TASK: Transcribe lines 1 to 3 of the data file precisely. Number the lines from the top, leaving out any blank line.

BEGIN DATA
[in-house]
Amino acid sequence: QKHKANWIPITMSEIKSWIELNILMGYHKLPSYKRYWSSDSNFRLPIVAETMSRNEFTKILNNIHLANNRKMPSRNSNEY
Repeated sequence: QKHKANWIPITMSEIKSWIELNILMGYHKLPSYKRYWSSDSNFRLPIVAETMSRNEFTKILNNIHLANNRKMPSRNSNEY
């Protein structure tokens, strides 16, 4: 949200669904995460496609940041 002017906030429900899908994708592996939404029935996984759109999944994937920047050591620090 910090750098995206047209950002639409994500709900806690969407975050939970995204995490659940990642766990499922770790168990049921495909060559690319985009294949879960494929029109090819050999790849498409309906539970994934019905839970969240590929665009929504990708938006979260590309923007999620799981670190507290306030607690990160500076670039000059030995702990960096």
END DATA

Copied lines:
[in-house]
Amino acid sequence: QKHKANWIPITMSEIKSWIELNILMGYHKLPSYKRYWSSDSNFRLPIVAETMSRNEFTKILNNIHLANNRKMPSRNSNEY
Repeated sequence: QKHKANWIPITMSEIKSWIELNILMGYHKLPSYKRYWSSDSNFRLPIVAETMSRNEFTKILNNIHLANNRKMPSRNSNEY